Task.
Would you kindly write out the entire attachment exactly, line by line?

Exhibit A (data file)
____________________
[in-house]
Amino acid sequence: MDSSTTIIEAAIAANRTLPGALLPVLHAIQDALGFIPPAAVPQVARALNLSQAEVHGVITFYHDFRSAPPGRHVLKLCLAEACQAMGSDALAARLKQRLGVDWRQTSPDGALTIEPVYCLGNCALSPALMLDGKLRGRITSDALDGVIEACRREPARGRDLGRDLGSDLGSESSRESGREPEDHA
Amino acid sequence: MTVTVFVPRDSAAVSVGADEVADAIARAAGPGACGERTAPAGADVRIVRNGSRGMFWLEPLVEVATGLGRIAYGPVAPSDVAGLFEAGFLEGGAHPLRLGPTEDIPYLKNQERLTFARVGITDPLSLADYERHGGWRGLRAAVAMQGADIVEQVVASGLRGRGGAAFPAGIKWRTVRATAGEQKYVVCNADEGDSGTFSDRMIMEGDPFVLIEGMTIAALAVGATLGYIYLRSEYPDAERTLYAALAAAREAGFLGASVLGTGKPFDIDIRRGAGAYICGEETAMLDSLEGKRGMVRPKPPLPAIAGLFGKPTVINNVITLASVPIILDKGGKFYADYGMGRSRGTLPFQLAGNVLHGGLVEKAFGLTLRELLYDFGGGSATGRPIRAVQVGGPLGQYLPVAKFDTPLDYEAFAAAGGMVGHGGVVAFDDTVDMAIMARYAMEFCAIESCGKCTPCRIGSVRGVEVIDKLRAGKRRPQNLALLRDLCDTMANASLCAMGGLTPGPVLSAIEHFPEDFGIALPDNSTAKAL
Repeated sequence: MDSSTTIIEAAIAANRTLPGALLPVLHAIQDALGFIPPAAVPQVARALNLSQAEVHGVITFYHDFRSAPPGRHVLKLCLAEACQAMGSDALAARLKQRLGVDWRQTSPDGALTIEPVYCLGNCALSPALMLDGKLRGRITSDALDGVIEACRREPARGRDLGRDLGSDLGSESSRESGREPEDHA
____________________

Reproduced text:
[in-house]
Amino acid sequence: MDSSTTIIEAAIAANRTLPGALLPVLHAIQDALGFIPPAAVPQVARALNLSQAEVHGVITFYHDFRSAPPGRHVLKLCLAEACQAMGSDALAARLKQRLGVDWRQTSPDGALTIEPVYCLGNCALSPALMLDGKLRGRITSDALDGVIEACRREPARGRDLGRDLGSDLGSESSRESGREPEDHA
Amino acid sequence: MTVTVFVPRDSAAVSVGADEVADAIARAAGPGACGERTAPAGADVRIVRNGSRGMFWLEPLVEVATGLGRIAYGPVAPSDVAGLFEAGFLEGGAHPLRLGPTEDIPYLKNQERLTFARVGITDPLSLADYERHGGWRGLRAAVAMQGADIVEQVVASGLRGRGGAAFPAGIKWRTVRATAGEQKYVVCNADEGDSGTFSDRMIMEGDPFVLIEGMTIAALAVGATLGYIYLRSEYPDAERTLYAALAAAREAGFLGASVLGTGKPFDIDIRRGAGAYICGEETAMLDSLEGKRGMVRPKPPLPAIAGLFGKPTVINNVITLASVPIILDKGGKFYADYGMGRSRGTLPFQLAGNVLHGGLVEKAFGLTLRELLYDFGGGSATGRPIRAVQVGGPLGQYLPVAKFDTPLDYEAFAAAGGMVGHGGVVAFDDTVDMAIMARYAMEFCAIESCGKCTPCRIGSVRGVEVIDKLRAGKRRPQNLALLRDLCDTMANASLCAMGGLTPGPVLSAIEHFPEDFGIALPDNSTAKAL
Repeated sequence: MDSSTTIIEAAIAANRTLPGALLPVLHAIQDALGFIPPAAVPQVARALNLSQAEVHGVITFYHDFRSAPPGRHVLKLCLAEACQAMGSDALAARLKQRLGVDWRQTSPDGALTIEPVYCLGNCALSPALMLDGKLRGRITSDALDGVIEACRREPARGRDLGRDLGSDLGSESSRESGREPEDHA